Residents air concerns during meeting with Sen. Chris Murphy
Government shutdown, health care, school safety discussed
DERBY — The federal government shutdown, health care, global warming and school safety were among the many concerns U. S. Sen. Chris Murphy heard about during a town meeting Saturday at Derby Middle School.
The Democratic senator from Connecticut spent nearly two hours talking to residents. Brooke Rondeau came from distant Bozrah in New London County, while others like Matt McGee and Stacy Stableford came from nearby Shelton and Trumbull.
Two employees of the Federal Correctional Institution in Danbury urged Murphy to push legislation that would help them get paid during the shutdown. Pat Wynn, a union representative, said many workers are single parents living paycheck to paycheck, and those paychecks didn’t come Friday.
“This is the longest government shutdown in the history of our country,” Murphy told the crowd.
He said Congress passed legislation that will guarantee back pay to each of the 800,000 federal employees affected. Additional legislation that would prohibit creditors and credit rating agencies from taking action against these employees for failing to pay their bills on time is being worked on, Murphy said.
“I get it ( that) the president really wants to build the wall,” Murphy told the crowd. “I don’t agree that federal employees should be held hostage for something Congress is not ready to give him.”
He asked what happened to President Donald Trump’s campaign promise that Mexico would pay for the wall. The senator said he was hopeful “Senate Republicans would come around” and get the government open and its employees back to work.
Murphy told the crowd, some of whom support Trump’s wall- building demand, that data he has seen shows the bordercrossing counties “are the safest in the country.” He said rates of crimes committed by undocumented immigrants “are lower than” those committed by native- born Americans and more people on the terrorist watch list enter the country from Canadian than from Mexico.
“The notion that the undocumented immigrants create a security risk is not held up by the data,” Murphy said.
McGee, a 17- year- old Shelton resident, was one of several speakers who asked Murphy why he was not supporting an all- in Medicare health insurance plan.
Murphy told the crowd he was in favor of offering choice — either a Medicare health care plan or private insurance. He also wants drug companies to be required to pay a portion of their profits into a pool for prescription abuse treatment.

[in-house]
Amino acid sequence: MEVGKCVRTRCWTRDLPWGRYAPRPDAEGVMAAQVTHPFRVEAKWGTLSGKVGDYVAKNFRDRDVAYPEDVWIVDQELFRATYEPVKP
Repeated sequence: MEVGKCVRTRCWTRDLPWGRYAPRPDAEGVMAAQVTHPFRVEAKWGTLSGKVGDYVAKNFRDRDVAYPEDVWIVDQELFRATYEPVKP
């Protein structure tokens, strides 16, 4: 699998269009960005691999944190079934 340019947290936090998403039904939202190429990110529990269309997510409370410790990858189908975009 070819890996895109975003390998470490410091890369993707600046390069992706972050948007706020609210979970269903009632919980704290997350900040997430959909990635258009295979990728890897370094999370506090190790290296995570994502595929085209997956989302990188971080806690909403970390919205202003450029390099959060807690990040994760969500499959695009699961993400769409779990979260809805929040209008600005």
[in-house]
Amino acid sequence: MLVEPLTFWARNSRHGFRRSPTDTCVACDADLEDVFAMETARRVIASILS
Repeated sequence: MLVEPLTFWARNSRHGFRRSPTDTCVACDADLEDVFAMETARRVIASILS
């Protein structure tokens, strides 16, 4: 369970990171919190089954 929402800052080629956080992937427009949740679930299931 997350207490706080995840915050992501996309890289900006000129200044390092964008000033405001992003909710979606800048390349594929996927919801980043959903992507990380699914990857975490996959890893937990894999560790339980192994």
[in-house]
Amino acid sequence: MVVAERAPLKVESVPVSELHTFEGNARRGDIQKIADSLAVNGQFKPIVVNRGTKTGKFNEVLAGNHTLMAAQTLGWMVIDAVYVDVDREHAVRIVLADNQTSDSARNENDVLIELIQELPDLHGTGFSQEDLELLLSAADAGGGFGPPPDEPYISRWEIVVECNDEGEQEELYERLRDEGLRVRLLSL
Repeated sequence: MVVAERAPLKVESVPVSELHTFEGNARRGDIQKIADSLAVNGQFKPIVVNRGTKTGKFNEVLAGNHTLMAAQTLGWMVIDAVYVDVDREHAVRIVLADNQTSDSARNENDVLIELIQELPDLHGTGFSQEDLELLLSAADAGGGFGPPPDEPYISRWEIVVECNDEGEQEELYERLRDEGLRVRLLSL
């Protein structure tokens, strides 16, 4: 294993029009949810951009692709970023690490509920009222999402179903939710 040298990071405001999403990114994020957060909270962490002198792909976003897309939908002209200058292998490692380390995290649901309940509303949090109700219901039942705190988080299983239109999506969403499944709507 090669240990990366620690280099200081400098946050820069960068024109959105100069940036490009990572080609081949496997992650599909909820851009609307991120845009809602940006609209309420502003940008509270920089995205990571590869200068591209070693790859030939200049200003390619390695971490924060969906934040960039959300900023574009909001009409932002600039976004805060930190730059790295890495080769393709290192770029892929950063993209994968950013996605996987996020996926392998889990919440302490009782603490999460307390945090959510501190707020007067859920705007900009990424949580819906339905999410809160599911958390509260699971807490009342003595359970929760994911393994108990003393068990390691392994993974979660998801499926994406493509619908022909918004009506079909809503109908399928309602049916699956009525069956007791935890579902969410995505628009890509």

Jennifer Magri, president of Seymour’s Board of Education, and whose daughter teaches in Bridgeport, took issue with Murphy over legislation he proposed that protects students with disabilities from being secluded and restrained.
Magri’s daughter had mailed Murphy a letter detailing an incident in her kindergarten class in which she was injured when a student began throwing things and be- coming verbally abusive.
Magri asked why aren’t more measures taken to protect teachers. Murphy told her there are better interventions than “locking a student up in a room.”
“He blew me off, just like his staff blew my daughter off,” said Magri, adding Murphy neither addressed her concerns or those of her daughter, who she said received a standardized email.
Rondeau traveled from Bozrah to ask about climate change.
“The two things that matter more than anything are global warming and voting rights,” Murphy said. “If you can’t breathe, you can’t vote.”
Stableford, a Trumbull resident, told Murphy she needs “hope and optimism” amid being fed anger, conflict and resentment daily from television news.
“Turn off cable TV for awhile,” Murphy said. While he commended investigative reporting, he said for many programs, “political news is entertainment, and entertainment is conflict ... There has been a litany of bipartisian bills passed” which he said got almost no mention on TV.
U. S. Sen. Chris Murphy speaks to the audience during his town hall meeting at Derby Middle School on Saturday.
A crowd fills Derby Middle School on Saturday as residents went to hear U. S. Sen. Chris Murphy answer questions about issues confronting the federal government.
Brooke Rondeau, who traveled to Derby from Bozrah to speak to U. S. Sen. Chris Murphy about efforts to slow climate change, speaks during the meeting on Saturday.